Anne Frank exhibition invokes memories for Leo

May 26, 2010 by Lindy Laird
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The travelling Anne Frank Exhibition is heading to New Zealand’s Whangarei next week…and brings with it special memories for Leo Cappel.

Leo and Karen Cappel phot0: Michael Cunningham

WE ARE sitting in a little wooden bungalow in a leafy Whangarei street. A small man with a soft, accented voice is telling a story so sad and silencing it seems that even the birds outside have stopped singing.

As a child he was hidden in windowless rooms in strangers’ houses … hidden from the Nazis, who would have sent the little boy to a death camp.

His family had lived in a designated Jewish suburb in Amsterdam – “not a ghetto but, until they started exterminating us, certainly where we were forced to live” – in a street near where Anne Frank and her family were in hiding.  Anne Frank’s diary about her family’s experience would become one of the best selling books of all time. The Franks’ two years of hiding ended in 1944 when they were betrayed, no one knows by whom.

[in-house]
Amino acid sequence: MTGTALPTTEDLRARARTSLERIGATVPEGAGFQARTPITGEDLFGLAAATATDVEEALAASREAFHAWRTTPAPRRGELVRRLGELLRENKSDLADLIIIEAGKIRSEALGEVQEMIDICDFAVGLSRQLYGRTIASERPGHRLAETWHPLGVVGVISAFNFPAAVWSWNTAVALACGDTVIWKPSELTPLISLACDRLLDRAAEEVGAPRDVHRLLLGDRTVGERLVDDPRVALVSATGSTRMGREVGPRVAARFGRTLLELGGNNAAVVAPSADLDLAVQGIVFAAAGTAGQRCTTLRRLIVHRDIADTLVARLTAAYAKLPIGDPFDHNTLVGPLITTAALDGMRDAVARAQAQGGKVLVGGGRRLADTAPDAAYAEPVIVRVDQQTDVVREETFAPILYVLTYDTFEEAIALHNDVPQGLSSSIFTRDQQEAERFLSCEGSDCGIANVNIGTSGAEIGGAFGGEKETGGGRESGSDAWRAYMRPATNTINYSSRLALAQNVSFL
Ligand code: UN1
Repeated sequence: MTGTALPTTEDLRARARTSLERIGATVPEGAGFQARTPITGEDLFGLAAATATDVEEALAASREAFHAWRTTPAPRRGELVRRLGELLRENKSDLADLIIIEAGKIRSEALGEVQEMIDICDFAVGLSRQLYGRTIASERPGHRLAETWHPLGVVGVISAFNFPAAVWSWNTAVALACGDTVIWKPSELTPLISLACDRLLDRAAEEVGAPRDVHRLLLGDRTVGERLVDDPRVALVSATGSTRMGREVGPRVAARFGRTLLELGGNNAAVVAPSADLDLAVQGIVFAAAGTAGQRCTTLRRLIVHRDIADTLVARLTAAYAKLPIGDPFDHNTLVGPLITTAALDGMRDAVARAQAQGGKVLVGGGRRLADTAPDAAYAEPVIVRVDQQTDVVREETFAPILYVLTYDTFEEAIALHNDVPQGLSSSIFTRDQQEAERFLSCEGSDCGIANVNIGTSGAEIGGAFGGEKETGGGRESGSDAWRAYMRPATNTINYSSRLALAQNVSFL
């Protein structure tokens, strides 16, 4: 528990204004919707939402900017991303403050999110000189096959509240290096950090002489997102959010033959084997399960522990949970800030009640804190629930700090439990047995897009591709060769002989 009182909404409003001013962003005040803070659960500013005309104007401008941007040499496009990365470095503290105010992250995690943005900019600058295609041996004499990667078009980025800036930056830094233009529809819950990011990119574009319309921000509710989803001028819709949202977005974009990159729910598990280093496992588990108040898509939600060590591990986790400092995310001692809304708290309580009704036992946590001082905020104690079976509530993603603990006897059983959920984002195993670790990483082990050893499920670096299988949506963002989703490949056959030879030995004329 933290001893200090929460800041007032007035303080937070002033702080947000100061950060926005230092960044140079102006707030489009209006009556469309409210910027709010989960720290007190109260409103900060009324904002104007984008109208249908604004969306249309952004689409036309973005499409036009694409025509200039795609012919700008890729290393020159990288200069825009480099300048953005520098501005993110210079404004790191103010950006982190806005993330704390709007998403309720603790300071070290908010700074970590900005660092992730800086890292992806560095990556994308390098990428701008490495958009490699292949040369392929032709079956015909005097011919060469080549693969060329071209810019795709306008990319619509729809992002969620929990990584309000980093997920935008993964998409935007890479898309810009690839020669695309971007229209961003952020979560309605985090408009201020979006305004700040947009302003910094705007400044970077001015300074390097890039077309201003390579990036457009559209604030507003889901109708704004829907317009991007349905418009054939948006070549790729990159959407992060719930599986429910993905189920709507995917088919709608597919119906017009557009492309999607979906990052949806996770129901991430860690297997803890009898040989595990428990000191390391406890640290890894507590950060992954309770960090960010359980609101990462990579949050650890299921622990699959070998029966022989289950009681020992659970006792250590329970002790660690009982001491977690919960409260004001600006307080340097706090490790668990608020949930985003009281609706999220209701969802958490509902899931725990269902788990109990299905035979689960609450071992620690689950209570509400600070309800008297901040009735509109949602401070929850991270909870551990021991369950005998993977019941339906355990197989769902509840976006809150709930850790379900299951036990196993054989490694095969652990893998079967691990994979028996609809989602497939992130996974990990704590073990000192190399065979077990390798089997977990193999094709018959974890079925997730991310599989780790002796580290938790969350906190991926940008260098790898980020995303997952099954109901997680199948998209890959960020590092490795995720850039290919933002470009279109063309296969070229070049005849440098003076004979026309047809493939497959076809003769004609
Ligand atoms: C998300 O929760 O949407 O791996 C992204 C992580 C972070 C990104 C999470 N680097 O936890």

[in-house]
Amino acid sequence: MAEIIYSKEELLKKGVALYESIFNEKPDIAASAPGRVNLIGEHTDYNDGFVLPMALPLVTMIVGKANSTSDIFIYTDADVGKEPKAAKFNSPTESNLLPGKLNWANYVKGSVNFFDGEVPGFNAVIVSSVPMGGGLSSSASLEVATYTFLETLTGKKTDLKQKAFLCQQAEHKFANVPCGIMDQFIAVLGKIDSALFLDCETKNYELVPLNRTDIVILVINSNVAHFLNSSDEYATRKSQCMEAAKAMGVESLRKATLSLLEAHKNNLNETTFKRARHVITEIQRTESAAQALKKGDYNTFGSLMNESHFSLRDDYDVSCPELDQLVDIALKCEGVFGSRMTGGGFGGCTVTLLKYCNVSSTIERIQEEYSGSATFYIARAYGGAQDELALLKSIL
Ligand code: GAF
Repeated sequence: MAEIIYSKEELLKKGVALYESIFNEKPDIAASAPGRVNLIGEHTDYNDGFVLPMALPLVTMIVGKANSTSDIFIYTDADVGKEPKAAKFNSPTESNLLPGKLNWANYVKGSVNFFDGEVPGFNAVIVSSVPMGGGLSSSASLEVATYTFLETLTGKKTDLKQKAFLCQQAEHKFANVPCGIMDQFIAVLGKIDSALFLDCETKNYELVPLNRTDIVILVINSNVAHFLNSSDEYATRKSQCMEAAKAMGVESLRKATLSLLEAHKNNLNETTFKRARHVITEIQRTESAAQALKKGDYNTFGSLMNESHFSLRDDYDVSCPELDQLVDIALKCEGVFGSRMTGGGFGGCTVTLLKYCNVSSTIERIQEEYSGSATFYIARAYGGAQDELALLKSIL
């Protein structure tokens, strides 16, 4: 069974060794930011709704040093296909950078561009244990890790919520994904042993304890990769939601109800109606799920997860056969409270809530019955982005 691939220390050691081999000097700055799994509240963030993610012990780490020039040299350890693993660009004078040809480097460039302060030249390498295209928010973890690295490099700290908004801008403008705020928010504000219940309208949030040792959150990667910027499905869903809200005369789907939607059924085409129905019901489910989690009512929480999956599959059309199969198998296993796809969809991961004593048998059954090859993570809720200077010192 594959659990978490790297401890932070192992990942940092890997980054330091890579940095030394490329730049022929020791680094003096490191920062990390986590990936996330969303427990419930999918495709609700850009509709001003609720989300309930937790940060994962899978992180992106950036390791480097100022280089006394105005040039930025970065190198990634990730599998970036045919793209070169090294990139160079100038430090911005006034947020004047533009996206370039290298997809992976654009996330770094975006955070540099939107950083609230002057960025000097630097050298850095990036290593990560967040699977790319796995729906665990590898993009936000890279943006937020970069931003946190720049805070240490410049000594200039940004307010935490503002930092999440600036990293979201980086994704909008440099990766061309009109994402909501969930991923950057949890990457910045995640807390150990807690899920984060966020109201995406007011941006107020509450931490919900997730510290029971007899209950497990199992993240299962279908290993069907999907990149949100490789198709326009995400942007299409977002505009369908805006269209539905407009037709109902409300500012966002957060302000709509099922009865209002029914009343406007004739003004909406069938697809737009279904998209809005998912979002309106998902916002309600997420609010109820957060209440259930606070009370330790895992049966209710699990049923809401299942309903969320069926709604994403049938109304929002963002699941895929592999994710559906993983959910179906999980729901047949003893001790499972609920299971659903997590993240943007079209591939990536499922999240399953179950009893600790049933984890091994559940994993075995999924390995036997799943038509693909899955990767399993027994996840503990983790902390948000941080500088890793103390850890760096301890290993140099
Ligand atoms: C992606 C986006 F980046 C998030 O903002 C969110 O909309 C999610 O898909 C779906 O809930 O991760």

“Bounty hunters,” Leo Cappel says quietly. “They would do it for 10 guilders a head, 10 small silver coins for a life …”

His voice breaks. He wipes away tears and looks at his wife Karen. She, too, wipes her eyes.

“We don’t talk about it. Even between the two of us, we didn’t talk about it …” Leo says.

“But now I feel I must talk, especially now, with the exhibition coming here. It is very important people visit it.”

He means the Anne Frank Exhibition, which comes to Whangarei Museum next week.

Leo and Karen have been teaching museum staff a traditional Jewish song about love and tolerance, a song Leo’s grandmother taught him.